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UN calls on Tunisia to ensure women's rights in new constitution

The UN Working Group on discrimination against women in law and in practice [official website] on Monday called on the government of Tunisia [OHCHR country profile] to adopt stronger constitutional measures to combat gender inequality [press release] and discrimination, while accelerating the participation of women in all aspects of society. The working group stated that it "remains concerned at the persistence of loopholes and ambiguities which, if not removed, might undermine the protection of women's rights and the principle of gender equality." While the working group has recognized the value of the new constitution in correcting gross inequalities and advancing the important virtues of justice, democracy and human rights, the group expressed concerns that the second draft failed to include clauses prohibiting discrimination, including on the grounds of sex. The UN group voiced its disapproval of the lack of constitutional mechanisms to monitor compliance with measures to eliminate discrimination and inequality affecting women in Tunisia. In particular, the working group called on Tunisian officials, at all levels of government to work to reach out to rural women, to increase there capacity to participate fully in the political and social life of the nation, citing their key role in historic reform the country has been undergoing.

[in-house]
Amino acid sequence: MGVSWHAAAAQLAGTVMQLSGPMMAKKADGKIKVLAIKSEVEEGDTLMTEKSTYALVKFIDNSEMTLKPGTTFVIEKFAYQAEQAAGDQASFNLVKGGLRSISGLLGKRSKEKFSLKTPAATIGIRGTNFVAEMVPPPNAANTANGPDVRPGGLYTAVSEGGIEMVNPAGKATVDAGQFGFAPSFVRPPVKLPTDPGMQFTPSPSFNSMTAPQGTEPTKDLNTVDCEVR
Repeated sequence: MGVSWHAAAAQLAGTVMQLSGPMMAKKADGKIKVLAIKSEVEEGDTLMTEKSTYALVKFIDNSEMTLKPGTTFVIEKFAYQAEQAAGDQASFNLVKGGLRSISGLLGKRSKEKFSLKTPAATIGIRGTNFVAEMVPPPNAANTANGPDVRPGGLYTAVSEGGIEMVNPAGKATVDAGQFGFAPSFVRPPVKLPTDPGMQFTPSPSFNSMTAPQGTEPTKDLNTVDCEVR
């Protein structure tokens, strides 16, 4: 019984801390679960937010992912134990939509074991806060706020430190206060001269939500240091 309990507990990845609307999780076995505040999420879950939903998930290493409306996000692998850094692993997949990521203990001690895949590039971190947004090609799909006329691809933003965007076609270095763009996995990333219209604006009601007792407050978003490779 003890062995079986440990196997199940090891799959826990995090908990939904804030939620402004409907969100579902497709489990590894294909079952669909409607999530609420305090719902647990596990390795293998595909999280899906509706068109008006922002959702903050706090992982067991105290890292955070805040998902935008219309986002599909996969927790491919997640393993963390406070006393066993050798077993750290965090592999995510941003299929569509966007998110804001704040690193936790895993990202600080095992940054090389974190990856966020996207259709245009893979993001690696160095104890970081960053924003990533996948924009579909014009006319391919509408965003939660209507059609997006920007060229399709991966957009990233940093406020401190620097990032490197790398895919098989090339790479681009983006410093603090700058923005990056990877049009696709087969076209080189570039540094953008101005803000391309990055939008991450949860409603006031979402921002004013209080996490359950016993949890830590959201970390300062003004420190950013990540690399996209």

Tunisia has faced political turmoil since former president Zine Al Abidine Ben Ali [BBC profile; JURIST news archive] left office amid nationwide protests in 2011. In August the same UN Working Group urged [JURIST report] the government of Tunisia to ensure that women's rights are protected in line with the nation's international human rights obligations. Last month, the same UN Working Group expressed similar concern [JURIST report] over Egypt's, then draft, constitution [text, PDF], stating that, "women's perspectives were grossly under-represented in the final draft." The working group expressed concern that equality between the sexes is not among the draft's substantive provisions and urged further critical review.

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